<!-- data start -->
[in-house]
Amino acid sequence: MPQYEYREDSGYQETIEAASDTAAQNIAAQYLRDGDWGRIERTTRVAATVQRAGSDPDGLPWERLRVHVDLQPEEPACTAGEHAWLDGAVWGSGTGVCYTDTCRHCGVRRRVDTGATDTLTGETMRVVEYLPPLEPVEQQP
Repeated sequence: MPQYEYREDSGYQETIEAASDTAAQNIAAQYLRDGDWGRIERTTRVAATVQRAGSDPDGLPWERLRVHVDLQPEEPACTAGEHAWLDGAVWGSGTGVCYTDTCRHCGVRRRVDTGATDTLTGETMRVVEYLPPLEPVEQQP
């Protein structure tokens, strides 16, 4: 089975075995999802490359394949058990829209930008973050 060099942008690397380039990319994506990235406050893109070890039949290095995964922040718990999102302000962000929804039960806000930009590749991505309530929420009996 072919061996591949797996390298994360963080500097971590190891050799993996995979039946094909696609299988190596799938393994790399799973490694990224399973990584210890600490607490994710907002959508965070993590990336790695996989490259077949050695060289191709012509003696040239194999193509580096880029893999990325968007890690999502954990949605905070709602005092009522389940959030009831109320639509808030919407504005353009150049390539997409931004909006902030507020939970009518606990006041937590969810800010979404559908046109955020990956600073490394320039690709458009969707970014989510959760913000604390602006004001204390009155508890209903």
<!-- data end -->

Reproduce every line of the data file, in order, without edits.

[in-house]
Amino acid sequence: MPQYEYREDSGYQETIEAASDTAAQNIAAQYLRDGDWGRIERTTRVAATVQRAGSDPDGLPWERLRVHVDLQPEEPACTAGEHAWLDGAVWGSGTGVCYTDTCRHCGVRRRVDTGATDTLTGETMRVVEYLPPLEPVEQQP
Repeated sequence: MPQYEYREDSGYQETIEAASDTAAQNIAAQYLRDGDWGRIERTTRVAATVQRAGSDPDGLPWERLRVHVDLQPEEPACTAGEHAWLDGAVWGSGTGVCYTDTCRHCGVRRRVDTGATDTLTGETMRVVEYLPPLEPVEQQP
């Protein structure tokens, strides 16, 4: 089975075995999802490359394949058990829209930008973050 060099942008690397380039990319994506990235406050893109070890039949290095995964922040718990999102302000962000929804039960806000930009590749991505309530929420009996 072919061996591949797996390298994360963080500097971590190891050799993996995979039946094909696609299988190596799938393994790399799973490694990224399973990584210890600490607490994710907002959508965070993590990336790695996989490259077949050695060289191709012509003696040239194999193509580096880029893999990325968007890690999502954990949605905070709602005092009522389940959030009831109320639509808030919407504005353009150049390539997409931004909006902030507020939970009518606990006041937590969810800010979404559908046109955020990956600073490394320039690709458009969707970014989510959760913000604390602006004001204390009155508890209903």